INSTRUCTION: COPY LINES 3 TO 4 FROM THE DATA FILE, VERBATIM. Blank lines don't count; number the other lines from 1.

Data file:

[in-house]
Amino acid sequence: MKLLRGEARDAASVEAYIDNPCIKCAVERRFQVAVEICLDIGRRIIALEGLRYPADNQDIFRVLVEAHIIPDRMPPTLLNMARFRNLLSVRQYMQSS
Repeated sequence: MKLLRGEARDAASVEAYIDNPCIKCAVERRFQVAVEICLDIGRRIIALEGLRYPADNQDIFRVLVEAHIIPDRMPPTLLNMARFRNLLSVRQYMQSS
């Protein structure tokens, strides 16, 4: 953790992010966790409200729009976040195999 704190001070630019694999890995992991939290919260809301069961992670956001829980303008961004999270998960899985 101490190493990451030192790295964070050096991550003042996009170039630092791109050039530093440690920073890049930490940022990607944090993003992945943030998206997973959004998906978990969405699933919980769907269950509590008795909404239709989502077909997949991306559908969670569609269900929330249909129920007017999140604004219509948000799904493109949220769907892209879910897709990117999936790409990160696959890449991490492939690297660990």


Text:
Repeated sequence: MKLLRGEARDAASVEAYIDNPCIKCAVERRFQVAVEICLDIGRRIIALEGLRYPADNQDIFRVLVEAHIIPDRMPPTLLNMARFRNLLSVRQYMQSS
């Protein structure tokens, strides 16, 4: 953790992010966790409200729009976040195999 704190001070630019694999890995992991939290919260809301069961992670956001829980303008961004999270998960899985 101490190493990451030192790295964070050096991550003042996009170039630092791109050039530093440690920073890049930490940022990607944090993003992945943030998206997973959004998906978990969405699933919980769907269950509590008795909404239709989502077909997949991306559908969670569609269900929330249909129920007017999140604004219509948000799904493109949220769907892209879910897709990117999936790409990160696959890449991490492939690297660990």